English and Literature
Rhetorical Situation: The Good, the Bad, and the Ugly
As student writers, you often respond to rhetorical situations unknowingly. Case in point, an e-mail to a friend would likely differ in language, formality, and context than an e-mail to a professor. “Rhetoric” centers on how meaning is expressed, including language and tone. The rhetorical situation asks the writer to consider the context in which he or she is communicating. To be effective, one needs to understand and respond to rhetorical situations properly.
Evaluate rhetorical situations in terms of writer, audience, topic, purpose, and context (both within the immediate rhetorical situation and culturally)
Respond to specific rhetorical situations appropriately
Choose effective word choices and tone according to audience, purpose, and context
Become more aware of rhetorical situations in writing
Use the following scenario to create two e-mails: one to a friend and/or classmate, and the other to the English Department Chairperson.
Purpose: (1) express anger/disappointment to friend/classmate and (2) a call to action from Dept. Chairperson
Audience: (1) friend and/or classmate and (2) English Dept. Chairperson
Scenario: You are currently enrolled in an introductory composition course online. You have completed numerous small assignments so far, as well as three essays. You have received limited feedback, most of which focused on grammatical errors, and there has been little to no explanation for the grades you’ve received. Currently you have a “C” average, but a poor grade on the research paper could very well lead to a “D” or even a failing grade. You have attempted to contact your instructor through various means, but the instructor has not responded to your satisfaction. First, create an e-mail to a friend and/or classmate regarding this scenario. Next, create an e-mail to the English Dept. Chairperson. Be sure to respond properly to the rhetorical situation.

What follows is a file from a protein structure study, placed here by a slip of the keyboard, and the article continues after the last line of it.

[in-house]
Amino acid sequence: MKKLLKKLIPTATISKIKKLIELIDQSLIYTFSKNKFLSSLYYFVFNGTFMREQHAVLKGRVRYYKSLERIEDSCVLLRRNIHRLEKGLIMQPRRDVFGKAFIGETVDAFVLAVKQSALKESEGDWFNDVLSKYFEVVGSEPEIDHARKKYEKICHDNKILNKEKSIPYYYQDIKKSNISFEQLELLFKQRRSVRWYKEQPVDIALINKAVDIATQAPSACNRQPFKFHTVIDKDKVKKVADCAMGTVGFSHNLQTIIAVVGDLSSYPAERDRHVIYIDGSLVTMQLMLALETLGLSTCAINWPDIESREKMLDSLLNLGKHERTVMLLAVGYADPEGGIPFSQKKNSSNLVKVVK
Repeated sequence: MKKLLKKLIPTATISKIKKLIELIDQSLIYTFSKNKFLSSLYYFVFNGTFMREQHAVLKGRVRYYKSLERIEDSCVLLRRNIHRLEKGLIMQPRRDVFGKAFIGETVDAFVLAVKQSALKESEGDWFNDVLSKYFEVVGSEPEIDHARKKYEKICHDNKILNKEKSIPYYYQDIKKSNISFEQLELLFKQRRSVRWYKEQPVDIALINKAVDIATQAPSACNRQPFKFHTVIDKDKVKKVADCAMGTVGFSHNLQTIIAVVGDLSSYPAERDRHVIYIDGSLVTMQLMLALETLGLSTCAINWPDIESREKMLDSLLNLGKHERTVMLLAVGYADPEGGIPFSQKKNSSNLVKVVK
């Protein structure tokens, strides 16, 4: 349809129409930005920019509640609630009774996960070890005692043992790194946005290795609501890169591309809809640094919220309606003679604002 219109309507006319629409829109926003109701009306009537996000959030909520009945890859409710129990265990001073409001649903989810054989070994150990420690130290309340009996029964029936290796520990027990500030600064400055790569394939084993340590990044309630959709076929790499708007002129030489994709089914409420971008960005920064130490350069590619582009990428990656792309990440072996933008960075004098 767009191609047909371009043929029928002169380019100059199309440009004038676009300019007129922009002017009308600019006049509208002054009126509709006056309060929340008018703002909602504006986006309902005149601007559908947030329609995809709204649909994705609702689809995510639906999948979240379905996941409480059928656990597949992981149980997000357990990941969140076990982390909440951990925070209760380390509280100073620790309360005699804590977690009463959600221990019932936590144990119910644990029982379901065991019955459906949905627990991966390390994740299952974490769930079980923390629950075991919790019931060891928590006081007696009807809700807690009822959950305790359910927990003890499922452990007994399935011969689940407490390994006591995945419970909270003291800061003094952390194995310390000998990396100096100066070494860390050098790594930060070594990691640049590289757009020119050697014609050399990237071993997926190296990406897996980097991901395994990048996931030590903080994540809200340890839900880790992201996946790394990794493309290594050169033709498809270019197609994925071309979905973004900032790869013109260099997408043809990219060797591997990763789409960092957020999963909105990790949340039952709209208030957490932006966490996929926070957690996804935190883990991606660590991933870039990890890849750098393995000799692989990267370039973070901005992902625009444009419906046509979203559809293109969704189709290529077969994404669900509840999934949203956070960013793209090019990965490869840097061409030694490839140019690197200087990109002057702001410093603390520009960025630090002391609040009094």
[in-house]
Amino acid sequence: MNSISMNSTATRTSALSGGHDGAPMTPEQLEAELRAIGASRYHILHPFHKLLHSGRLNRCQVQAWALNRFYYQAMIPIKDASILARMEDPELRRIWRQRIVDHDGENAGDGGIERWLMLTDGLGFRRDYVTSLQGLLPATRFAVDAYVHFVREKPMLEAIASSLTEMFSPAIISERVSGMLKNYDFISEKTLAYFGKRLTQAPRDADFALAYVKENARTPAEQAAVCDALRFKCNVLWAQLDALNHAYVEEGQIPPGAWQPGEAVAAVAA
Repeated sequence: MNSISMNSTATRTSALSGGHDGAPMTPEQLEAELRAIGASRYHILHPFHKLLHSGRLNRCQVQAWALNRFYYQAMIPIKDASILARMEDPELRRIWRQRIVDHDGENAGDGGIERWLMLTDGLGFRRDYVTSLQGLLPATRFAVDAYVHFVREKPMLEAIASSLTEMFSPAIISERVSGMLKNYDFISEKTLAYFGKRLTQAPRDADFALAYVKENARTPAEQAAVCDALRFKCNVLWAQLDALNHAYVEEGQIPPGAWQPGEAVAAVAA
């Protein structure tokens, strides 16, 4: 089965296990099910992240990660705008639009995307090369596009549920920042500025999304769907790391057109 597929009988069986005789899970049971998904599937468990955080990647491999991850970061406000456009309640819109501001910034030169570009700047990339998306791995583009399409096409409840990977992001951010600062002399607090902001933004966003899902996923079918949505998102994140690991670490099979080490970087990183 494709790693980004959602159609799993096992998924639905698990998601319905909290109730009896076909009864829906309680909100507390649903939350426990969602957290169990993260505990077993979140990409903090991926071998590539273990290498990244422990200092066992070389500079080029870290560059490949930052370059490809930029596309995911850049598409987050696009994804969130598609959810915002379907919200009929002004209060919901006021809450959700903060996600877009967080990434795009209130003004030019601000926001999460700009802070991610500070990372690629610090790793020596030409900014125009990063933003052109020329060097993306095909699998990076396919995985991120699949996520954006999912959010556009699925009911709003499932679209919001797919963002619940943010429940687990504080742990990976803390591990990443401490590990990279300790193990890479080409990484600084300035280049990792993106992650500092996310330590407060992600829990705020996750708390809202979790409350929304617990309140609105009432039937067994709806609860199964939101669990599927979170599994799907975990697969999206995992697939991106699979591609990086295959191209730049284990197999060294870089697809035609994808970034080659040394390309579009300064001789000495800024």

**Fill-in the details to your particular situation, as to create a detailed e-mail (e.g. I’ve sent three e-mails, all of which have gone unanswered). Make the details believable, however.
Also, remember this is a hypothetical situation. You will not actually send these e-mails. Instead, you will type both e-mails in the same document (see example below), including a hypothetical subject line.
Scenario: A casual friend’s spouse has contacted you inappropriately, implying he or she would like to engage you in an extramarital affair. You immediately send off two e-mails in response: one to a friend who knows this would-be adulterer, but not directly involved in a friendship, and the other to your own spouse and/or significant other.
Subject: OMG, You’re not going to believe this!
Hey. U R not going to believe the e-mail I just got from that creepy dude Ana Donovan is married to. He seriously just asked me if I wanted to meet him for drinks since she’s out of town. He said “who knows what might happen after that.” Creepy! You think I should tell Ana?
Subject: Fences make for good neighbors
Hey love. I hope you’ve had an interesting day at work. Mine has certainly been interesting, especially considering Ana Donovan’s husband just sent me the creepiest e-mail ever. I don’t even know how he got my e-mail address. I’ll tell you about it when we get home.
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